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Kitchen progress

by brae  

I knew I wanted painted cabinets, but I had a hard time deciding on a color scheme.  I searched through countless online sites for ideas and stumbled upon something I would never have thought of: red cabinets.  I like the cream upper cabinets shown in this photo I found online, so I am not sure if I will go with red for both the upper and lower cabinets for my kitchen or follow this example.

With red cabinets, the red brick wall I had originally planned for the kitchen would need to be modified.  Otherwise, it would be too much red.  I painted the brick white, which brightened up the entire room.  For the wallpaper, I chose Bazzill Basics scrapbook paper in a light grey/white called Glass Slipper; it has an iridescent sheen to it.  I needed something pale to offset the pop of red.


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The island, sink cabinet and corner cabinets are Euro Mini's.  I filled the hardware holes, because I wanted to put them higher on the doors.  It didn't make sense for them to be so low on the doors of floor cabinets.  For the sink cabinet, I wanted a different look than knobs, like the example above.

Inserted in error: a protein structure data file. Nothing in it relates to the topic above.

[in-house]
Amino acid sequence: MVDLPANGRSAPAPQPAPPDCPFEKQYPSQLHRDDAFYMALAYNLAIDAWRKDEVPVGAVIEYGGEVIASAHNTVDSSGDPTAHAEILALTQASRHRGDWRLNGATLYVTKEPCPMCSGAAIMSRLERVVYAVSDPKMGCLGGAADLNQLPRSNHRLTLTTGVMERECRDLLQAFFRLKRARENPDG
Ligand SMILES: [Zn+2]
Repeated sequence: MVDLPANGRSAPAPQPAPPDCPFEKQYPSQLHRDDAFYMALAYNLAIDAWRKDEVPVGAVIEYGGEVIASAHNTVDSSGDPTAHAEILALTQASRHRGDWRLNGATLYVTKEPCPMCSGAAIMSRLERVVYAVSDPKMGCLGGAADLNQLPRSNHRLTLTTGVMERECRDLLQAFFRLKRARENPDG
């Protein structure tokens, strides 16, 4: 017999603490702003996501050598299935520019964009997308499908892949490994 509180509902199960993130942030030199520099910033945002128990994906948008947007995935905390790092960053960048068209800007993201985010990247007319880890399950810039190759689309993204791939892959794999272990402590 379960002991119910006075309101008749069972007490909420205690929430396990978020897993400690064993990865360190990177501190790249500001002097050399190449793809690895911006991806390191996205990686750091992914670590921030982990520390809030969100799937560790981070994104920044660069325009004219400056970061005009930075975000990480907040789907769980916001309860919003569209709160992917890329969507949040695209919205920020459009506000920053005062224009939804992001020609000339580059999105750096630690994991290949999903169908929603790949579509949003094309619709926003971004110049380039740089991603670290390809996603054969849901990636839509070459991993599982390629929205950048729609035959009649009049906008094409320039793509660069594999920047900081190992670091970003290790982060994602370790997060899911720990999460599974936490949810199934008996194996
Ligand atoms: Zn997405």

I also spackled the wall I had cut and reglued to have the door in the middle of the wall.  I didn't want the seam to show under the wallpaper.

I masked the tops and baseboards of the three cabinets and then applied one coat of Apple Barrel paint in Barn Red.  I liked that the wood grain showed through, so I opted not to paint a second coat.  I am still mulling over color ideas for the countertops and baseboards.  Once fully painted, I will add a coat of satin sealer to give them a shine.

There will also be two or three floor cabinets with drawers, but I haven't completed them yet.  The wood floor is one possibility, but I am also considering other options.  So far, I really like it.  :)


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Miniature area rug

by brae  

I followed the technique on this Finnish website.  I couldn't read the instructions, but the photos were clear enough: glue pieces of yarn to a fabric backing.  I used Red Heart cotton yarn in a variegated pattern and a piece of scrap linen blend fabric.